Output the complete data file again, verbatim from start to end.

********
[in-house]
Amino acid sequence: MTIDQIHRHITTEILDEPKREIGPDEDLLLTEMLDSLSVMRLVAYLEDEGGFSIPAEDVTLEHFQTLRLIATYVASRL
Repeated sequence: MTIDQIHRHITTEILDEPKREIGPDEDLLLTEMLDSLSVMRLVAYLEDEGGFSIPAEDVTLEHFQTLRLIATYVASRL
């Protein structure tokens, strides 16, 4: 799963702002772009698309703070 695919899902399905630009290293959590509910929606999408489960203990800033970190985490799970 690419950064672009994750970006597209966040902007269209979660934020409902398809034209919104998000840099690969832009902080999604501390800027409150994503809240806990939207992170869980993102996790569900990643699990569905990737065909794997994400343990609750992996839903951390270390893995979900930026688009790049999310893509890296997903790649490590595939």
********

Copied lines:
[in-house]
Amino acid sequence: MTIDQIHRHITTEILDEPKREIGPDEDLLLTEMLDSLSVMRLVAYLEDEGGFSIPAEDVTLEHFQTLRLIATYVASRL
Repeated sequence: MTIDQIHRHITTEILDEPKREIGPDEDLLLTEMLDSLSVMRLVAYLEDEGGFSIPAEDVTLEHFQTLRLIATYVASRL
């Protein structure tokens, strides 16, 4: 799963702002772009698309703070 695919899902399905630009290293959590509910929606999408489960203990800033970190985490799970 690419950064672009994750970006597209966040902007269209979660934020409902398809034209919104998000840099690969832009902080999604501390800027409150994503809240806990939207992170869980993102996790569900990643699990569905990737065909794997994400343990609750992996839903951390270390893995979900930026688009790049999310893509890296997903790649490590595939």